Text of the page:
Current Issue #477

Review: Sparrow Kitchen and Bar

Review: Sparrow Kitchen and Bar

The urge to feed the hungry is particularly dangerous. If you feel the hunger urge welling up in what passes for your soul, stifle it.

Volunteer for Meals on Wheels or, at the very least, work in a commercial kitchen until the mood passes.

People of normal intelligence are sucked into the balefully named ‘hospitality industry’ and horrifyingly, some succeed. I know an ex-maths teacher who has done incredibly well out of the caper. However, the latest flurry of places going under in Melbourne, Sydney and even Adelaide suggests that the first skill to go is arithmetic.

There are always optimists, possibly with harder noses, waiting to pick through ruins of restaurants past. This drew me back to Sparrow. Once the Cibo flagship, Sparrow is now under new ownership and is, for the time being, still Sparrow, tweeting a clearer tune.

Customers can confect a meal from a dozen or so small starters. Two Sparrow Sliders for $12 will please everyone. Especially the squalling small disgrace who wanted to go to a burger joint. Sliders are small burgers with a history that pre-dates the mechanised production of McDonald’s. If you can believe that anything pre-dates McDonald’s.

White Castle, a fast food hamburger restaurant chain that started in the early 1920s claims to have invented small hamburgers called sliders. Sparrow’s Coorong Angus beef versions are no doubt very good for you. Don’t mention this around the tots, however, they will go right off them.

Talking of tots, I had a 13-year-old sophisticated tot dining out with me. Heavily chaperoned in case you were scrambling for 000.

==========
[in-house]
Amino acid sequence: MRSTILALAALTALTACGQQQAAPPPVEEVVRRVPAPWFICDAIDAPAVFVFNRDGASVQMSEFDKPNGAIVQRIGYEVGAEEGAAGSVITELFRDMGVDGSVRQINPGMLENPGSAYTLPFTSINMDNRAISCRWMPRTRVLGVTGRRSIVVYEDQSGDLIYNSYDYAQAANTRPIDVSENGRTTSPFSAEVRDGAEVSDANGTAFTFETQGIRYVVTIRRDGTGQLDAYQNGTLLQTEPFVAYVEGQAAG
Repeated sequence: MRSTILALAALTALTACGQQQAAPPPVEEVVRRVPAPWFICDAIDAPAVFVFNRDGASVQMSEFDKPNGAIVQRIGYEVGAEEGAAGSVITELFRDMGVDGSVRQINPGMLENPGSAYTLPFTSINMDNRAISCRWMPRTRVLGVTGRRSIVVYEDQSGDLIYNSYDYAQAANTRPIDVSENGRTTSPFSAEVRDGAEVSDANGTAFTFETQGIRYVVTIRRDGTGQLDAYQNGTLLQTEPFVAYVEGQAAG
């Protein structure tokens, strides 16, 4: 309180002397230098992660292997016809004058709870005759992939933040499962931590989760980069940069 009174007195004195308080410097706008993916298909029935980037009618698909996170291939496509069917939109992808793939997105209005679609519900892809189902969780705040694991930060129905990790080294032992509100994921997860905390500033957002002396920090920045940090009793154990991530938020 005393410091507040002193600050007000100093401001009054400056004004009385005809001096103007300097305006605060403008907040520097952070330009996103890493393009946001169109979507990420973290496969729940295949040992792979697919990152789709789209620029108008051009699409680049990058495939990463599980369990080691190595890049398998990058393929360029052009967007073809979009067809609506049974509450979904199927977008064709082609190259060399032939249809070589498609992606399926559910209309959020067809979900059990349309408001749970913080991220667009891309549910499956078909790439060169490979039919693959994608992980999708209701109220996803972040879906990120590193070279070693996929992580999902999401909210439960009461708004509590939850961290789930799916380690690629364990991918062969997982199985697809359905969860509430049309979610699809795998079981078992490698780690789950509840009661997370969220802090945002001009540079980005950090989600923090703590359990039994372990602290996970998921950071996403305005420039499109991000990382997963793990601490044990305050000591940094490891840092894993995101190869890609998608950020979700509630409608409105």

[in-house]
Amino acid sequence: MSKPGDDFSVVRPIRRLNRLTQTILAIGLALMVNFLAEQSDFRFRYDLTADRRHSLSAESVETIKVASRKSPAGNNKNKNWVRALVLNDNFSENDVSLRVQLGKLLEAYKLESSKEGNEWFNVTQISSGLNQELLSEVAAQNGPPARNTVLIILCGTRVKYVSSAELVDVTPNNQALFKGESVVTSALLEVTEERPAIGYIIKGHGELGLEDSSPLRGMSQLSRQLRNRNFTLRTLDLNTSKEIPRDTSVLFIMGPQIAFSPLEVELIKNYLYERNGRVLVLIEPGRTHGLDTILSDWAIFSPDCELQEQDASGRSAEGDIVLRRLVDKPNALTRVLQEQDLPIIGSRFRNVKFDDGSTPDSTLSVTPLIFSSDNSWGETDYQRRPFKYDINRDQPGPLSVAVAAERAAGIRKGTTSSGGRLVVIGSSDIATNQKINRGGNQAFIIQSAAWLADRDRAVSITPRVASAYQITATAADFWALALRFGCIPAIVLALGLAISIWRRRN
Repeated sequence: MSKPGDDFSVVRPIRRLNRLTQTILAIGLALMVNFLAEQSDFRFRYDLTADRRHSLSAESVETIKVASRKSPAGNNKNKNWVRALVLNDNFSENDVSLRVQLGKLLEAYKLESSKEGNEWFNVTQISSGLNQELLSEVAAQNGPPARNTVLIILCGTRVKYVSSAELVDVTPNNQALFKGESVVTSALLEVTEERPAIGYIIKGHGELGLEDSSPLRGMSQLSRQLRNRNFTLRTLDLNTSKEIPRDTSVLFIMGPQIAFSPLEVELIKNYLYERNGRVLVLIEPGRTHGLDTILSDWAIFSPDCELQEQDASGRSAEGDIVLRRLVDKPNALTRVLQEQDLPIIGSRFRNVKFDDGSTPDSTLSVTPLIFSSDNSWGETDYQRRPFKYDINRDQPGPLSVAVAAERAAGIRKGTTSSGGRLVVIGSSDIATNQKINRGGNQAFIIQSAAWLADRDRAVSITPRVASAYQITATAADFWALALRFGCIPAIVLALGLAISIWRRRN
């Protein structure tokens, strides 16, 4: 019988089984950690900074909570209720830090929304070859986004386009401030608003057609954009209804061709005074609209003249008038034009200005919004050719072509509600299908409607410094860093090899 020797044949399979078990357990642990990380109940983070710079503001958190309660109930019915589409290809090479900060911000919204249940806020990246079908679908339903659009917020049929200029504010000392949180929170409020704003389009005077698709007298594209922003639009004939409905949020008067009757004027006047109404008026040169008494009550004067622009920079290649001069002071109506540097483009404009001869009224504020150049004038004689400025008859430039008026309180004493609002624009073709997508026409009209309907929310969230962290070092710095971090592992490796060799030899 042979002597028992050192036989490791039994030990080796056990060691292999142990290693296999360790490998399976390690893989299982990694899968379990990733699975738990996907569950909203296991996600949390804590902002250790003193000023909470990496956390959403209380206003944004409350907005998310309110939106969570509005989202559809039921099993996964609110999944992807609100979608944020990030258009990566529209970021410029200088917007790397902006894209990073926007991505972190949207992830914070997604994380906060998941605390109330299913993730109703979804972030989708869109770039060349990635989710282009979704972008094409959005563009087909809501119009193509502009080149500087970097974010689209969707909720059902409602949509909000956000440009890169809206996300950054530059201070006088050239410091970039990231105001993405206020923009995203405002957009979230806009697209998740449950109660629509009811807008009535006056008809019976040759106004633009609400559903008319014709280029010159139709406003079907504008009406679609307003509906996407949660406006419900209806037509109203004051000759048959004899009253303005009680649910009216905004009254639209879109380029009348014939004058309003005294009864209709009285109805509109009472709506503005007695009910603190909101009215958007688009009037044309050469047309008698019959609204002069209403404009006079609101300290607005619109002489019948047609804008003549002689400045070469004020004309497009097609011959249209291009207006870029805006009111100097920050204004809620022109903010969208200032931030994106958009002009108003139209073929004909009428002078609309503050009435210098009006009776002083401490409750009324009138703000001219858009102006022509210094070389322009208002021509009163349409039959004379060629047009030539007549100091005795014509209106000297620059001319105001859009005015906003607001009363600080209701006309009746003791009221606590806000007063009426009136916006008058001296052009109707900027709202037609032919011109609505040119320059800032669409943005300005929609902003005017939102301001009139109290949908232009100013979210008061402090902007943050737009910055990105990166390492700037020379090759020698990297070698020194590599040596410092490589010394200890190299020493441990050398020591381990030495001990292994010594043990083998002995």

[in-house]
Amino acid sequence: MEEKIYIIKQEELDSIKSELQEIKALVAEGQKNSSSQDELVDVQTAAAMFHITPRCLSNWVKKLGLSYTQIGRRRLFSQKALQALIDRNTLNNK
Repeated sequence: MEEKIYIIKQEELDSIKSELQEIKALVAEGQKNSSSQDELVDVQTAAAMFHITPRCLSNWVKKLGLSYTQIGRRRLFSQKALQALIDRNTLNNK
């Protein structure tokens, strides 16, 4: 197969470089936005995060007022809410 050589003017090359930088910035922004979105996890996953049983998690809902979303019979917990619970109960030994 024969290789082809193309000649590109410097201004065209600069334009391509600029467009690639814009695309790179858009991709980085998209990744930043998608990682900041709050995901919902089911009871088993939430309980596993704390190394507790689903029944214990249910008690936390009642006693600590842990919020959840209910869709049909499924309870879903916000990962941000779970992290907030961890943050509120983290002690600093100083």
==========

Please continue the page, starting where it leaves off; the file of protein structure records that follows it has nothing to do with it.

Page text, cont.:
Worried about gilded youth leading civilisation over the cliff? Fear no more. Evangelion, for that isn’t her name, was un-ruffled by anything ordered from the extensive menu of small things. Little turbans of citrus cured ocean trout with beetroot relish and gazpacho sorbet were polished off with aplomb. These were not as simple as described. Chef Paveen Pall told me that the curing mix was augmented with lime and lemon rind, star anise, fresh coriander and coriander seeds, star anise and chilli. 

Four light chicken and cheese empanadas with mint and smoked paprika sour cream cost $14.

Duck donuts with tomato and oregano sauce and porcini salt (three for $12) were the only titbits I could remember from the last menu. Retained by popular demand I would say.

Stopping on the way for a potato pizza ($26) gussied up with parmesan, rosemary, chilli and aioli, (who would have thought that carbohydrate with carbohydrate could taste so good) we then had to march on to at least one main course.

Would it be a steak, 250g of Wagyu for $42? All steaks are accompanied with sautéed spinach and a choice of red wine glaze, aioli, salsa verde or mushroom ragout. A pleasant change not to be stung again. If you did want a further side dish, six are available for $8 each, including French fries and a rocket, pear and blue cheese salad.

No. It must be the newest, hottest cattle cut – how long can these discoveries keep going – beef short rib. Rubbed with smoked paprika and maple syrup, finished in Sparrow’s truly-ruly real wood oven then served with sweet corn, capsicum and tomato relish and pine nut butter ($32). A dauntingly magnificent dish.

A 2003 Majella Shiraz from Coonawarra for $42 will do nicely with that, thank you.

Share at least three desserts.

Crème catalana with fresh berries; something like a crème brûlée but delicate. Strawberry and frangipane flan, even if it is only to taste vanilla flavoured olive oil.

The amaretto panna cotta comes with a chewy concentrate of orange marmalade on top. No surprise to learn that the marmalade was made on the premises. The panna cotta wobble factor was close to perfect. Chef uses Kate Winslet in Titanic as his muse. A reflection of romance and tragedy and schmaltz spoilt by the two chaperones giggling and wobbling their own (covered) wobble factors. Hard to get good chaperones these days.

Chef Pall will knock you up a selection of starters, pizzas and mains for your table if you can’t be bothered ordering yourself.

If you want to get the weekend off to a fast start, or go straight back to bed after a decent breakfast, Sparrow does a good breakfast with all the things that you promise to make at home but never do, like French toast made with a proper brioche dusted with cinnamon sugar.

SPARROW KITCHEN AND BAR 10 O’Connell Street North Adelaide 8267 2444 sparrowkitchenandbar.com.au

Hours

Wednesday to Saturday lunch and dinner

Saturday and Sunday breakfast

Sunday lunch

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